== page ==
Contact: Cathy Rofshus, 507-206-2608
St. Paul, Minn. -- The Minnesota Pollution Control Agency today announced a public comment period will begin Feb. 8 and continue through March 26 on a water quality standard proposed for the south metro Mississippi River. The public is encouraged to attend meetings on the standard on Feb. 11, from 2 p.m. - 7 p.m., at the University of Minnesota Southern Research and Outreach Center in Waseca, and on Feb. 23, from 2 p.m. - 7 p.m., at the St. James Hotel in Red Wing.
The MPCA is conducting a pollution study of this reach of the Mississippi River. It is called a Total Maximum Daily Load (TMDL) study and includes setting a water quality standard specifically for this stretch of the river. The MPCA is proposing this specific standard because existing standards are not designed to protect the unique aquatic ecosystem of this part of the river.
The proposed standard is an integral part of the pollution study, which will be finalized after the U.S. Environmental Protection Agency approves the standard. The pollution study will have a separate comment period.
The standard will apply to the stretch of the Mississippi River running from its confluence with the Minnesota River at Fort Snelling to upper Lake Pepin at Red Wing. The proposed standard addresses water clarity and the growth of rooted vegetation needed for a healthy ecosystem.
The south metro Mississippi has benefited from improved wastewater treatment and the separation of stormwater from sanitary sewer lines during the past two decades, resulting in a significant improvement in several indicators of river health, such as higher dissolved oxygen, lower ammonia toxicity and greater fish abundance.
However, the Mississippi remains severely impaired by suspended solids that prevent the growth of healthy rooted vegetation in shallower areas of the river, especially between the St. Paul barge terminal and Hastings. Total suspended solids (TSS) are tiny particles of soil and other matter that remain dispersed - or suspended - in water, making the water turbid or cloudy. This cloudiness prevents sunlight from penetrating the water and growing rooted aquatic vegetation, thereby reducing fish and wildlife habitat. The particles also carry nutrients that cause algal blooms.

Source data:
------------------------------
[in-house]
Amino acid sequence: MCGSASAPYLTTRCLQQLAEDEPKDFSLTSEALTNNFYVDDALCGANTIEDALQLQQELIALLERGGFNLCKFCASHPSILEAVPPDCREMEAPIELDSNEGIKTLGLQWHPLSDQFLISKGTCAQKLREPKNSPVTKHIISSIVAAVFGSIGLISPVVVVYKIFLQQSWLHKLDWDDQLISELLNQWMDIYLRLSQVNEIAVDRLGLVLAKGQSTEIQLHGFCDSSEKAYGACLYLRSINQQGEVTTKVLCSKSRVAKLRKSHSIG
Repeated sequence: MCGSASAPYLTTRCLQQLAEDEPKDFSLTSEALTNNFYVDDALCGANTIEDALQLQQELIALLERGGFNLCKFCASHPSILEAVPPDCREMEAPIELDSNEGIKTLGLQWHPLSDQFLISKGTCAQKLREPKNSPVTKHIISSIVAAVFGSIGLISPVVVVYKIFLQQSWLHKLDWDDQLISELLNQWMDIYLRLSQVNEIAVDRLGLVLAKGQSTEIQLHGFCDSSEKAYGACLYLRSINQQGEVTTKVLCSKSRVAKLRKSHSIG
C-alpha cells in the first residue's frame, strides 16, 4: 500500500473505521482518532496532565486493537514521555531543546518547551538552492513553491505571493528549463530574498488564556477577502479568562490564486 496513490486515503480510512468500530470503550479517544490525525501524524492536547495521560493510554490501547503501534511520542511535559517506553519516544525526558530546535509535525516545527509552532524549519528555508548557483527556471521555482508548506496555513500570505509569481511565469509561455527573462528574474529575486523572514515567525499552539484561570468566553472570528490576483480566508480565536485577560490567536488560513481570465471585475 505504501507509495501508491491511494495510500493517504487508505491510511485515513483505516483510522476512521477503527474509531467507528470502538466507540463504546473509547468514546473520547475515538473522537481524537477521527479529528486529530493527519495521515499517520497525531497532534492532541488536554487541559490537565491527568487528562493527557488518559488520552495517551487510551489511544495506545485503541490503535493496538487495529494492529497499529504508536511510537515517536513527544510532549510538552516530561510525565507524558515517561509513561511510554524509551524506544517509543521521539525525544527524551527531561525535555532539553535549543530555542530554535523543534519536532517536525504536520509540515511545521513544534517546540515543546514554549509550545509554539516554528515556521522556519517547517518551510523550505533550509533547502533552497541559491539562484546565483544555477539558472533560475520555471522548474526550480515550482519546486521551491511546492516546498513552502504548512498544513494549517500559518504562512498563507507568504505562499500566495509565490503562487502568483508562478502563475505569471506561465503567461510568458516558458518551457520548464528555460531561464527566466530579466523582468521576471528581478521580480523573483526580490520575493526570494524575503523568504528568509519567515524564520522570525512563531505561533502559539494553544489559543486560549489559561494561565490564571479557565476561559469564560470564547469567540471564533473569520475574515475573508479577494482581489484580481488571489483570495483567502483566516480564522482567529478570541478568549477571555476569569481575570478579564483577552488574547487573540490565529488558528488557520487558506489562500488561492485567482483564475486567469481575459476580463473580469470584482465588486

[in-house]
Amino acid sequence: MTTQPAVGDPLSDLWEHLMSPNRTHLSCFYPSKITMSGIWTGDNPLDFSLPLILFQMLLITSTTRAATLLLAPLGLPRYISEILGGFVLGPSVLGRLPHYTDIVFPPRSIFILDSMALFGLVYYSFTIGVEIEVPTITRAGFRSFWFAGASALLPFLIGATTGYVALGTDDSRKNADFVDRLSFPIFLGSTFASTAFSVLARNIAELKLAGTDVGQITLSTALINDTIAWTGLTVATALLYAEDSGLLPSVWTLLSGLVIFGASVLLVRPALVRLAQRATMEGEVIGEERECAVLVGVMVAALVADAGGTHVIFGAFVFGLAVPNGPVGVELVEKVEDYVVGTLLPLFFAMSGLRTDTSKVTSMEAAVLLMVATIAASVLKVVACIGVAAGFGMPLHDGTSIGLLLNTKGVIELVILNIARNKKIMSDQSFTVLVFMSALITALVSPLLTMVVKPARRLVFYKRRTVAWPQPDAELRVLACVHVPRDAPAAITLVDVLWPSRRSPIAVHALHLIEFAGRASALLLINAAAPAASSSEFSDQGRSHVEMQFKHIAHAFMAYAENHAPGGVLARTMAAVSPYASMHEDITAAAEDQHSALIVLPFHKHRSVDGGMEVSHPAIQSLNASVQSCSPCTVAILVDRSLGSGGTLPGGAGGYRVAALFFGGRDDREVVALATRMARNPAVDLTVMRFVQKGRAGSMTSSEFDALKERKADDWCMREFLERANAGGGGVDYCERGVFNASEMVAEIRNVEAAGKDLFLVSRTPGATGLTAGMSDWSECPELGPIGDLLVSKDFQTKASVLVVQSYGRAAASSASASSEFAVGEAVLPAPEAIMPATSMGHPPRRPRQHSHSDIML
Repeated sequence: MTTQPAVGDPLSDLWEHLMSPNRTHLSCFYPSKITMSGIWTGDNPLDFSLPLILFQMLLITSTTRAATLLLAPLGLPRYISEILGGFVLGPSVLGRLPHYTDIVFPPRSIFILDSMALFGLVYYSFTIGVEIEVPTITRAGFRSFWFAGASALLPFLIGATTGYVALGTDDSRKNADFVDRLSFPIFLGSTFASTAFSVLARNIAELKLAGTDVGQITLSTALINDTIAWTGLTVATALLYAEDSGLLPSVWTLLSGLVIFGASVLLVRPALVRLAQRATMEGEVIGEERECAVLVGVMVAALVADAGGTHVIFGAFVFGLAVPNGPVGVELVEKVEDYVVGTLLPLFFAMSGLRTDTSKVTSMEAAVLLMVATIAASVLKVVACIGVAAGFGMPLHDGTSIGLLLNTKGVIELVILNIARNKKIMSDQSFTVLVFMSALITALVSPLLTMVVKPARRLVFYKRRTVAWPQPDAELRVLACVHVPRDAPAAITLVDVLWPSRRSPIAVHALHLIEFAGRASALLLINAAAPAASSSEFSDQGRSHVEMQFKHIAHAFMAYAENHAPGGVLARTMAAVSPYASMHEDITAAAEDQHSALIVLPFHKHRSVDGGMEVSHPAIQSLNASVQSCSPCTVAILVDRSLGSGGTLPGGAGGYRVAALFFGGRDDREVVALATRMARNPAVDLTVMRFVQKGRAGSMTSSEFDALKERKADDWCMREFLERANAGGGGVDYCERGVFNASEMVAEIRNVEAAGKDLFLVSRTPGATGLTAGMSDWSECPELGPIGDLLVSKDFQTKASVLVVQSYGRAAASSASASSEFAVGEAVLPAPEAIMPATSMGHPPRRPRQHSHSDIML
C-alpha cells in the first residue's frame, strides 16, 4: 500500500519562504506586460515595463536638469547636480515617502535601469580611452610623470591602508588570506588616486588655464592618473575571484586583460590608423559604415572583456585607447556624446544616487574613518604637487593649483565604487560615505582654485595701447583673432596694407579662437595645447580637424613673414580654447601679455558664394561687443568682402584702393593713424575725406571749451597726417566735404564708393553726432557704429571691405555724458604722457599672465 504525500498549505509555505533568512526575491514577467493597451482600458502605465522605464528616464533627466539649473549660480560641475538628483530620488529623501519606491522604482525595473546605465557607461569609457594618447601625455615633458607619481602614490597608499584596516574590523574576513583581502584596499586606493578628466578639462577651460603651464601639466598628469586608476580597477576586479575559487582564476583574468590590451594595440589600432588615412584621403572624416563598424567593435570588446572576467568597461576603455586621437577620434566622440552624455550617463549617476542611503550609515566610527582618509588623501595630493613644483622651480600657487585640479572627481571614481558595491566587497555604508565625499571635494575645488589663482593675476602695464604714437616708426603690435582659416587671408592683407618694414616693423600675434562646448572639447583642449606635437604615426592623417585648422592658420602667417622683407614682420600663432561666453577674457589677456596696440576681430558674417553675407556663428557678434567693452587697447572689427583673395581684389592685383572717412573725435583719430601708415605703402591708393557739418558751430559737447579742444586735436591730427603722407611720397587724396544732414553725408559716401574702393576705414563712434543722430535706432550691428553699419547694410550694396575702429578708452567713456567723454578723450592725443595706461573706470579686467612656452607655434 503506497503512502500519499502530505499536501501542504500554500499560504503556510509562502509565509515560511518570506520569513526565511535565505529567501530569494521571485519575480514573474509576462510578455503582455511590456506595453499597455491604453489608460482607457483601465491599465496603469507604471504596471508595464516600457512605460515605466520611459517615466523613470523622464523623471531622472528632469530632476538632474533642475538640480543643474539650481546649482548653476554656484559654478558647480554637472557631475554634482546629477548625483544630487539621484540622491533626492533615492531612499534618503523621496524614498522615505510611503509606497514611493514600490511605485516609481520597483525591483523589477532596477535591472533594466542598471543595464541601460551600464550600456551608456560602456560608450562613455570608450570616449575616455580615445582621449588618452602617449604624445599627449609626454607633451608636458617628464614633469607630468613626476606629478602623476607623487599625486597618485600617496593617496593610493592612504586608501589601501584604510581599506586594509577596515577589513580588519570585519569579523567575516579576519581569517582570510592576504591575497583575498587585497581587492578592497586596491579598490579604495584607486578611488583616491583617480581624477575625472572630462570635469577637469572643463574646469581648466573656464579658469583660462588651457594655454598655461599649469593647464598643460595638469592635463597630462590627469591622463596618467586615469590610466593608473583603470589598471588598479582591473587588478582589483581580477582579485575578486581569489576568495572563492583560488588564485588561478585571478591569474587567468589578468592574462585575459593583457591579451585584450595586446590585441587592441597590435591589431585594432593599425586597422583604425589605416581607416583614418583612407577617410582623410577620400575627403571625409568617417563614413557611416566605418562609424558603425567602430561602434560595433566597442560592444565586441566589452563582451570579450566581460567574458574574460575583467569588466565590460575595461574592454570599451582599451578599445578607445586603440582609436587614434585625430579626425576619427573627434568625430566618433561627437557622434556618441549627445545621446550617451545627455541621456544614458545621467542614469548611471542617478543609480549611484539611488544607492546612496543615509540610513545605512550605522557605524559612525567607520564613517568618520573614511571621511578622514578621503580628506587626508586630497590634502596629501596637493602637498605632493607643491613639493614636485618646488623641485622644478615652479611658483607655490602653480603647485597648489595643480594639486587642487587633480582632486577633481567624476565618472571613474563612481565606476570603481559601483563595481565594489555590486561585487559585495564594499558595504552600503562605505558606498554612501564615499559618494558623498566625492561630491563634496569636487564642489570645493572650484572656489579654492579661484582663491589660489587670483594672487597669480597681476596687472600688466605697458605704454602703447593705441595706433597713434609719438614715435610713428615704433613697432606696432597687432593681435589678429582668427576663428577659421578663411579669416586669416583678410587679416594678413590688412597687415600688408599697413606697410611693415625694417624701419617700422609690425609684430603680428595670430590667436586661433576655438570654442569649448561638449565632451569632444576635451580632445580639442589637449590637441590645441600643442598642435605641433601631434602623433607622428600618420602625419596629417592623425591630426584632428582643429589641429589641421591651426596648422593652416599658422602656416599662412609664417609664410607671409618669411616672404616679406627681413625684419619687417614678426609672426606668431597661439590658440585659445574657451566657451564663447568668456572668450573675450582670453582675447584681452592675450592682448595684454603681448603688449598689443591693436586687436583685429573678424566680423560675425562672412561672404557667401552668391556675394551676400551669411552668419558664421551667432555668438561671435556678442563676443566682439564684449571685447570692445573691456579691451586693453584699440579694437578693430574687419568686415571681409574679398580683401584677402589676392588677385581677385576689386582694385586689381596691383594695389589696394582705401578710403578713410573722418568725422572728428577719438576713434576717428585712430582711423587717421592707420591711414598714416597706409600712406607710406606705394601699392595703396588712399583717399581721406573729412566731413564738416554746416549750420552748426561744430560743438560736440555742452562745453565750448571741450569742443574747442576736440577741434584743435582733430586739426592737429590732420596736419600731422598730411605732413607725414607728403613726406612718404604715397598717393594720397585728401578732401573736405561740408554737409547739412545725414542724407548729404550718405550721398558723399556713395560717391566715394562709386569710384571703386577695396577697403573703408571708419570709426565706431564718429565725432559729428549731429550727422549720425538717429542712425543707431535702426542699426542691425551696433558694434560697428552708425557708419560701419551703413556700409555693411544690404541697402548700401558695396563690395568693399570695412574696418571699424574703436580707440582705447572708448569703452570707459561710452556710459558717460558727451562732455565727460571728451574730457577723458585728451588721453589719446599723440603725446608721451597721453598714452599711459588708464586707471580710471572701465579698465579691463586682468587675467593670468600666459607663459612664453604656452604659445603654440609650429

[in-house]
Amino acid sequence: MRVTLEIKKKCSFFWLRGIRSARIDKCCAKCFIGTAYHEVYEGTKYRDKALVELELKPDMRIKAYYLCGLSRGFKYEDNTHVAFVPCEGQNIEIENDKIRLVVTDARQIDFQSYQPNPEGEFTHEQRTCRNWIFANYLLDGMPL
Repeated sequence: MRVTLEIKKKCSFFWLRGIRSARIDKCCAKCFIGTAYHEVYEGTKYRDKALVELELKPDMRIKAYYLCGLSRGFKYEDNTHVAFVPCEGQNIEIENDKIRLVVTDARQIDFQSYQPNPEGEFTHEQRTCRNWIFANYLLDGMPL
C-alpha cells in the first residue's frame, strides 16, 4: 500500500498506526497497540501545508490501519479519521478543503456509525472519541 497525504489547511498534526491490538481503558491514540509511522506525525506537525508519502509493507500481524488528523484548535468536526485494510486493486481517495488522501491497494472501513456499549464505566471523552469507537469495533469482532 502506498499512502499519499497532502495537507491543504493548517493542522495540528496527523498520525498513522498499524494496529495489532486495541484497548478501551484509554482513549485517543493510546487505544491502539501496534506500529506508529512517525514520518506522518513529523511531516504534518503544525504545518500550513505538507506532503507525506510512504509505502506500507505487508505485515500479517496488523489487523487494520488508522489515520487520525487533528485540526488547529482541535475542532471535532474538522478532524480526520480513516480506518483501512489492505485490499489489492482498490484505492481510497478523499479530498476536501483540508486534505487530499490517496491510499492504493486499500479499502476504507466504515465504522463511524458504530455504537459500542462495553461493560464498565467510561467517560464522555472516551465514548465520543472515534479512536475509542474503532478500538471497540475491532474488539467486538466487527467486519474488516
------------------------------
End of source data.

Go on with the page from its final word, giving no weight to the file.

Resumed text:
The proposed Mississippi River standard for summer months includes the following components:
-- 32 parts per million of total suspended solids at Lock and Dam No. 2 and No. 3, a decrease from the current seasonal average of 47 ppm. After extensive research, the MPCA believes this standard will allow enough light penetration to grow more submerged aquatic vegetation.
-- 21 percent or greater frequency of occurrence of submerged aquatic vegetation - roughly double the frequency with which this vegetation is currently found in main channel border areas suitable for its growth. For example, if a researcher took 100 river samples, at least 21 of them would need to include the desired vegetation species to meet this part of the standard. Considerably higher frequencies would be expected for backwaters.
The MPCA believes this site-specific standard will lead to an improvement in the aquatic ecosystem of the south metro Mississippi River, with benefits to fish, waterfowl and mussels, along with improved aesthetics and recreation.
The deadline for comments, which must be in writing, is 4:30 p.m. on March 26. Submit comments to Norman Senjem, MPCA, 18 Wood Lake Drive SE, Rochester, MN 55904, by fax at 507-280-5513, or by e-mail at email@example.com. Senjem can be reached by phone at 507-206-2655 or toll-free at 1-800-657-3864.
Additional details about the proposed standard can be found on the MPCA Web site at www.pca.state.mn.